Human rights education: form, content and controversy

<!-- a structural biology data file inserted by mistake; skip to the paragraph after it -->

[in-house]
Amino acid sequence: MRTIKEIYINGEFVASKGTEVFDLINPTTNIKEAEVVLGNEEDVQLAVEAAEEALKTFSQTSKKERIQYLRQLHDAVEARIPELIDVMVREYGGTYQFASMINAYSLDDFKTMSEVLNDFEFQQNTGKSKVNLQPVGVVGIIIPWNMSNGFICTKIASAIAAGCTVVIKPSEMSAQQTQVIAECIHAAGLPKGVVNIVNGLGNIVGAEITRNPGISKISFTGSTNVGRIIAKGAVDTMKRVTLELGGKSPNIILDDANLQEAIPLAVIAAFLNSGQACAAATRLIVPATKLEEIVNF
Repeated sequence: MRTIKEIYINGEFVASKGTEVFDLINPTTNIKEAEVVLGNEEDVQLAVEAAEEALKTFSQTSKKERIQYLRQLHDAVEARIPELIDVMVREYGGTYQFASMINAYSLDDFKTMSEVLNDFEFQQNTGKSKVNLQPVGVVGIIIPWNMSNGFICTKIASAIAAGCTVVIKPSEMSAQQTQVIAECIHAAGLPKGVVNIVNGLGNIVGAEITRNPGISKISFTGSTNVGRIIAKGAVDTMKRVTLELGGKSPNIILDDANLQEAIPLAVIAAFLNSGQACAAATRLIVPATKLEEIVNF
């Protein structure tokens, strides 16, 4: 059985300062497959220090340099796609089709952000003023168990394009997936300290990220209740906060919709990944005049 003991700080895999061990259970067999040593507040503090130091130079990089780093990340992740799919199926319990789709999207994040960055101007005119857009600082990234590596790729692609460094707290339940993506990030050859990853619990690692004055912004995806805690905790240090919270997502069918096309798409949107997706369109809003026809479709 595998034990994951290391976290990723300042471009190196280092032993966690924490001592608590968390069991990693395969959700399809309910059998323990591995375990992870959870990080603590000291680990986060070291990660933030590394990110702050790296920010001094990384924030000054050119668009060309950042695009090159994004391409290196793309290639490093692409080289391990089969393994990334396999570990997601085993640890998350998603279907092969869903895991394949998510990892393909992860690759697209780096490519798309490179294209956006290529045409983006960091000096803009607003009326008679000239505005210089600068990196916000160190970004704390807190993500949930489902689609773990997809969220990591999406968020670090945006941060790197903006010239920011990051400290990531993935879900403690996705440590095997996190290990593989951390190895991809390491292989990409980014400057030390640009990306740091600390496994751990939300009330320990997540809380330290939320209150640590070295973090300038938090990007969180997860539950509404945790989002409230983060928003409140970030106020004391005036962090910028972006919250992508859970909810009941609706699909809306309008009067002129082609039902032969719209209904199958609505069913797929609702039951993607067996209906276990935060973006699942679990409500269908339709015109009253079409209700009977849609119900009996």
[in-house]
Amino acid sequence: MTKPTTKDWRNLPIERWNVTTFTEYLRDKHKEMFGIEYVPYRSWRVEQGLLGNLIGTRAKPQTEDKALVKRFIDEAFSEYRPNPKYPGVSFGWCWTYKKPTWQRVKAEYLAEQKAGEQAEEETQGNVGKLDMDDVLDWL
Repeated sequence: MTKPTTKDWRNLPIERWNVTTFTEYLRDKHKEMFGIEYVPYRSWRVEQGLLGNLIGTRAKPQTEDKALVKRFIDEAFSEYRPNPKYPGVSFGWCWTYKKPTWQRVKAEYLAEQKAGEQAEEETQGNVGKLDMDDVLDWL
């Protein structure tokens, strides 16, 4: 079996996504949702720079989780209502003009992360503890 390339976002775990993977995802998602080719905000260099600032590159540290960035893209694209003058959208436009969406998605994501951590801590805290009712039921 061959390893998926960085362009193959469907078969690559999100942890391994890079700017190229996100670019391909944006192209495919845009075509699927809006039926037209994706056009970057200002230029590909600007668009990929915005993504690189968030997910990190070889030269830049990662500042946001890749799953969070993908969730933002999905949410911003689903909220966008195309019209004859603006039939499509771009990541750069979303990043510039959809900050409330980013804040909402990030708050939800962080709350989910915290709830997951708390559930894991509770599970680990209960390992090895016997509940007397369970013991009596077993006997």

Human rights education, in North America, is still developing and perhaps only in its adolescence. This is, on the one hand, quite shocking, given the foundational role such rights (supposedly) play in the core societal structures of the United States and Canada. On the other hand, the human rights movement has exploded world-wide since 1945 - rendering it in many ways a new normative world - and it is hard to think of other countries obviously doing better. To enable readers to draw comparative and intrinsic lessons, this paper examines both the form and content of human rights education in North America. The form section focuses on the modalities and availabilities of such education. The content section, by contrast, focuses on some of the `hot topics' and prominent dilemmas in contemporary North American human rights education. Emphasis is there placed on taking a principled, consistent stand in light of these latest controversies and challenges. In other words, and owing to the author's nature as a philosopher, the content section will feature arguments highlighting the strength of a certain way of viewing and teaching human rights in the face of doubts about them and challenges to them.